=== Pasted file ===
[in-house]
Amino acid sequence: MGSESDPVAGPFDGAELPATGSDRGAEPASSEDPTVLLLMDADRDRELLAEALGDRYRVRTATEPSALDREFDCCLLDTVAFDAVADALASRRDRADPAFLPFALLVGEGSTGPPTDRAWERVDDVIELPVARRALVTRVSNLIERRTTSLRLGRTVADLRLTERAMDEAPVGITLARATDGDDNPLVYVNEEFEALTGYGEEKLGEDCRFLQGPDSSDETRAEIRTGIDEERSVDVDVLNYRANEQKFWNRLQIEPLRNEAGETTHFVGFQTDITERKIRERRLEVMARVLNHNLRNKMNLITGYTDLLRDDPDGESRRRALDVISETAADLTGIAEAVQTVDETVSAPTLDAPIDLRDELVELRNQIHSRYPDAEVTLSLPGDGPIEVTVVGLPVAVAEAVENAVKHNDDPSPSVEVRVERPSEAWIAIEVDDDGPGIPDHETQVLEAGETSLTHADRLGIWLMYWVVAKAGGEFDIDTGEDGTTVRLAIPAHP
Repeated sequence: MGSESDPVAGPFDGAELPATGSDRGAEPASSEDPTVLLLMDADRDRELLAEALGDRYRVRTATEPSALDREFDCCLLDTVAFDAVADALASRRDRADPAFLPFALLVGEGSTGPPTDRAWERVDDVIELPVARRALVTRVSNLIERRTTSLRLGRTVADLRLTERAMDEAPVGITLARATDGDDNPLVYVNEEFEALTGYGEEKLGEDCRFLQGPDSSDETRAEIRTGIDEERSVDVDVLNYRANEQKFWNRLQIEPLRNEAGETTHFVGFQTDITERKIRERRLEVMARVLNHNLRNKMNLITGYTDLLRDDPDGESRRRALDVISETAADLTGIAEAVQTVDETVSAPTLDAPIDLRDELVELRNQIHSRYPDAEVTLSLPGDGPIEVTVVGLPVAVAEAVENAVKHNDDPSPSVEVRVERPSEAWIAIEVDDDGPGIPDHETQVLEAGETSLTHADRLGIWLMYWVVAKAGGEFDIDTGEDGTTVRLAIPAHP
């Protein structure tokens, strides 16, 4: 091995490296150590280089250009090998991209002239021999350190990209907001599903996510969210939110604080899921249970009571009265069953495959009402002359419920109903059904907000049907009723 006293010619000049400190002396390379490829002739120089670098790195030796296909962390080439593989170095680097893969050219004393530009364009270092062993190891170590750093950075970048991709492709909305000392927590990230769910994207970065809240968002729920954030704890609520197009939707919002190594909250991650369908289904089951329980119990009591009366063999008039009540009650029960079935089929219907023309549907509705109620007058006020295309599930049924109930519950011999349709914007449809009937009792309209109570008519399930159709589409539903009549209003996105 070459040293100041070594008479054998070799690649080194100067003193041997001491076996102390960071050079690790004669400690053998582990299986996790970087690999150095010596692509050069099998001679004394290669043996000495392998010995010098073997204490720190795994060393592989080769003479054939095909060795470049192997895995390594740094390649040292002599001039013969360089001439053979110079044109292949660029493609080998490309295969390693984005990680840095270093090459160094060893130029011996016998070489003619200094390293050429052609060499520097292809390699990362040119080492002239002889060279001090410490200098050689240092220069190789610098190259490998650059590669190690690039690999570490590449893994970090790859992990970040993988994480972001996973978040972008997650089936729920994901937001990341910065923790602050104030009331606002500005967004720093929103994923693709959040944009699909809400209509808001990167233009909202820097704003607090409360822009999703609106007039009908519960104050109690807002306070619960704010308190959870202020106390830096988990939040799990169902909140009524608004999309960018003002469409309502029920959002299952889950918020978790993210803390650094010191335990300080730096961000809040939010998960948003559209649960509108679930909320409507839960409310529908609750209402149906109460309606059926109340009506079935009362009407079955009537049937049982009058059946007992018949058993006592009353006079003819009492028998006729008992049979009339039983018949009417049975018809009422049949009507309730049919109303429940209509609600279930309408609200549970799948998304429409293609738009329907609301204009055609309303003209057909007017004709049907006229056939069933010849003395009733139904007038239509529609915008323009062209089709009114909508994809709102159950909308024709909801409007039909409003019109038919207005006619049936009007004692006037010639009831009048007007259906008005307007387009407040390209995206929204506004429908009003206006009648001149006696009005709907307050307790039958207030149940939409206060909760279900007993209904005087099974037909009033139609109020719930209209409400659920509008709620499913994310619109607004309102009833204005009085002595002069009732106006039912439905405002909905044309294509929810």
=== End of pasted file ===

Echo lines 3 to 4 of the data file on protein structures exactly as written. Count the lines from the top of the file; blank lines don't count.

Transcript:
Repeated sequence: MGSESDPVAGPFDGAELPATGSDRGAEPASSEDPTVLLLMDADRDRELLAEALGDRYRVRTATEPSALDREFDCCLLDTVAFDAVADALASRRDRADPAFLPFALLVGEGSTGPPTDRAWERVDDVIELPVARRALVTRVSNLIERRTTSLRLGRTVADLRLTERAMDEAPVGITLARATDGDDNPLVYVNEEFEALTGYGEEKLGEDCRFLQGPDSSDETRAEIRTGIDEERSVDVDVLNYRANEQKFWNRLQIEPLRNEAGETTHFVGFQTDITERKIRERRLEVMARVLNHNLRNKMNLITGYTDLLRDDPDGESRRRALDVISETAADLTGIAEAVQTVDETVSAPTLDAPIDLRDELVELRNQIHSRYPDAEVTLSLPGDGPIEVTVVGLPVAVAEAVENAVKHNDDPSPSVEVRVERPSEAWIAIEVDDDGPGIPDHETQVLEAGETSLTHADRLGIWLMYWVVAKAGGEFDIDTGEDGTTVRLAIPAHP
């Protein structure tokens, strides 16, 4: 091995490296150590280089250009090998991209002239021999350190990209907001599903996510969210939110604080899921249970009571009265069953495959009402002359419920109903059904907000049907009723 006293010619000049400190002396390379490829002739120089670098790195030796296909962390080439593989170095680097893969050219004393530009364009270092062993190891170590750093950075970048991709492709909305000392927590990230769910994207970065809240968002729920954030704890609520197009939707919002190594909250991650369908289904089951329980119990009591009366063999008039009540009650029960079935089929219907023309549907509705109620007058006020295309599930049924109930519950011999349709914007449809009937009792309209109570008519399930159709589409539903009549209003996105 070459040293100041070594008479054998070799690649080194100067003193041997001491076996102390960071050079690790004669400690053998582990299986996790970087690999150095010596692509050069099998001679004394290669043996000495392998010995010098073997204490720190795994060393592989080769003479054939095909060795470049192997895995390594740094390649040292002599001039013969360089001439053979110079044109292949660029493609080998490309295969390693984005990680840095270093090459160094060893130029011996016998070489003619200094390293050429052609060499520097292809390699990362040119080492002239002889060279001090410490200098050689240092220069190789610098190259490998650059590669190690690039690999570490590449893994970090790859992990970040993988994480972001996973978040972008997650089936729920994901937001990341910065923790602050104030009331606002500005967004720093929103994923693709959040944009699909809400209509808001990167233009909202820097704003607090409360822009999703609106007039009908519960104050109690807002306070619960704010308190959870202020106390830096988990939040799990169902909140009524608004999309960018003002469409309502029920959002299952889950918020978790993210803390650094010191335990300080730096961000809040939010998960948003559209649960509108679930909320409507839960409310529908609750209402149906109460309606059926109340009506079935009362009407079955009537049937049982009058059946007992018949058993006592009353006079003819009492028998006729008992049979009339039983018949009417049975018809009422049949009507309730049919109303429940209509609600279930309408609200549970799948998304429409293609738009329907609301204009055609309303003209057909007017004709049907006229056939069933010849003395009733139904007038239509529609915008323009062209089709009114909508994809709102159950909308024709909801409007039909409003019109038919207005006619049936009007004692006037010639009831009048007007259906008005307007387009407040390209995206929204506004429908009003206006009648001149006696009005709907307050307790039958207030149940939409206060909760279900007993209904005087099974037909009033139609109020719930209209409400659920509008709620499913994310619109607004309102009833204005009085002595002069009732106006039912439905405002909905044309294509929810």